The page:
Greene senior soccer player, Alex Driscoll is approaching a milestone. Averaging nearly two goals a game this season, Driscoll scored his 22nd goal of the season in the Trojans’ 2-1 MAC division-title-winning victory over Unatego last weekend. Driscoll has 96 career goals, and with three games this week, will likely become the first boys soccer player since Greene’s Jordan McMullen (1999) to reach 100 varsity goals.

Follow Patrick Newell on Twitter @evesunpat

Editor’s Notebook: 10/6/11

Thursday, October 6th, 2011
Jeff Genung

• Off to the Canasawacta Country Club tonight for a dinner to help kick off the latest Leadership Chenango class. Representin’ the Class of ‘98! (Wish that was the year I graduated high school, but alas, it’s the year I completed Leadership Chenango myself). Always fun to see who’s in the latest group of the county’s next potential leaders. And, speaking of leaders, NBT’s Daryl Forsythe will be the recipient of the Harry Tecklenburg Leadership Award tonight, too. Excellent choice!

• Stupid Criminal Tricks #421: Accept plea deal for drug trafficking. Ask judge for a few days off to “get your affairs in order.” Do more drugs. Test positive when you go back to court. Tell judge you took something for back pain, but didn’t know what it was. Get another year added to your sentence.

• Speaking of “furloughs,” why? If recent track records are any indication, these little vacations before jail time usually don’t end well (we had one guy recently who robbed a convenience store while out on “furlough”). Seems like a nice enough thing to do, but seriously, how many affairs could these people have to get “in order?”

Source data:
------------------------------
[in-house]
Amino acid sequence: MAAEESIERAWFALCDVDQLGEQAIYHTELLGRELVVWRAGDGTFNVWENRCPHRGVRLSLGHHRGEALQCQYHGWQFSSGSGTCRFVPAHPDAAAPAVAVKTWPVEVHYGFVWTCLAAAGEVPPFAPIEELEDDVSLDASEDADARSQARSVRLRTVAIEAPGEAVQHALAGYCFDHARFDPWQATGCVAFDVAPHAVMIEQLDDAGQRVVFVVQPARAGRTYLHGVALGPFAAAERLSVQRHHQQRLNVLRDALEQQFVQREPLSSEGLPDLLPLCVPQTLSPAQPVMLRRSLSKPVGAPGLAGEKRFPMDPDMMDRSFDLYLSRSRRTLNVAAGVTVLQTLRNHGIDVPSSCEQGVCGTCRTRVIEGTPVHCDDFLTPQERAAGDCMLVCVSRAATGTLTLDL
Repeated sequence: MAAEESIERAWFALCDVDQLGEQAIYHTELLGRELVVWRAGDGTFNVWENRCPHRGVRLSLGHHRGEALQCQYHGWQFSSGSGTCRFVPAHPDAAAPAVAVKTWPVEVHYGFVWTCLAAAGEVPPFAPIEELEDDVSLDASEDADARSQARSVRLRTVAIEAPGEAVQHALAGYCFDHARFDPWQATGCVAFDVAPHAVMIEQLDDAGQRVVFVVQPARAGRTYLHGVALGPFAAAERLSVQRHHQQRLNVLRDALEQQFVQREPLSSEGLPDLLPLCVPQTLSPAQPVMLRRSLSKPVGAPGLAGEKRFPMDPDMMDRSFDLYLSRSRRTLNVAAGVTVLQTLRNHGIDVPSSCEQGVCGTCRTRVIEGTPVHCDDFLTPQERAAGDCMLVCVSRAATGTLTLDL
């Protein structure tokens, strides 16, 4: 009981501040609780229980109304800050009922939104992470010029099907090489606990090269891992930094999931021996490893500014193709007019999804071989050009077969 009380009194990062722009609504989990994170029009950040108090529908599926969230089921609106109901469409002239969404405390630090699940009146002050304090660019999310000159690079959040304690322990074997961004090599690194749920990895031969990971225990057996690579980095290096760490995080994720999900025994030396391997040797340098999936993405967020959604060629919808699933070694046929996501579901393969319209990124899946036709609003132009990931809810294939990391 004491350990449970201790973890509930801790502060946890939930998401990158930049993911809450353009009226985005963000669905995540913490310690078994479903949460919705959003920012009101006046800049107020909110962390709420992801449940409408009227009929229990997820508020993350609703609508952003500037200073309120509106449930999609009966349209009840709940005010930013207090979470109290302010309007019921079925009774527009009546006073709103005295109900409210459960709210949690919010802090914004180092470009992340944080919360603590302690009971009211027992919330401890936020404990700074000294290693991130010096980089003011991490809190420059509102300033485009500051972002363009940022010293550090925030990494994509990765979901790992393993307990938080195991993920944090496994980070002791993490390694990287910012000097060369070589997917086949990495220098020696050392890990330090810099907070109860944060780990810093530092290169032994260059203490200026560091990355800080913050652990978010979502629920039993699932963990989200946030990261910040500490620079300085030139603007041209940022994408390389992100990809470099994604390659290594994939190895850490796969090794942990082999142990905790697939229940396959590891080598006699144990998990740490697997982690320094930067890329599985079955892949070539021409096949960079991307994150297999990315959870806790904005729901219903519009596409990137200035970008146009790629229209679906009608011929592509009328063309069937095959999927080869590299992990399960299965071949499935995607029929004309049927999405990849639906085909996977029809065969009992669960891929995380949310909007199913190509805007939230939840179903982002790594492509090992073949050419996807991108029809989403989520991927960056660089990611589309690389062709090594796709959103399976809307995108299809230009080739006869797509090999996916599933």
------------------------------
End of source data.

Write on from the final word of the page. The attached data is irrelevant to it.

• The Chenango County Historical Society wants to reassemble an old barn on their Rexford Street property to use for agricultural exhibits. Great idea! So great, I thought I’d share a link to the story with our Facebook friends … who proceeded to ask, Where is the barn? Where did it come from? How much will it cost? What is it for? All questions that could have been answered if they’d clicked on the link (and ponied up the money to subscribe to the paper). In the future, just call me at the office and I’ll read the stories to you myself, free of charge. Grrr.

• RIP, Steve Jobs. Very rarely am I taken aback by a “celebrity” death (although I do remember where I was, for some reason, when I heard Kurt Cobain was dead), but Mr. Jobs’ passing certainly gave me pause. Yes, I am a card-carrying (or maybe it’s iPod-carrying) member of the Cult of Apple, but there was something more about Jobs beyond your standard corporate huckster. Visionary, yes. Inspirational, indeed. Mesmerizing, certainly. While I’ll still salivate at the latest media event announcing Apple’s newest innovation, it just won’t be the same without Jobs’ legendary “One more thing …”

Working for the weekend

Thursday, October 6th, 2011
Brian Golden

Forget about one of those days, how about one of those weeks? Not that I’m complaining, but I’ve been running around like a chicken with it’s … err … head cut off for four days straight and … let’s just say I’m more-than-ready for the weekend. And no, not the Loverboy, everybody’s “Working For the Weekend” kind of weekend. More of the let’s-kick-back-and-relax-because-Monday-comes-too-soon variety, if you please.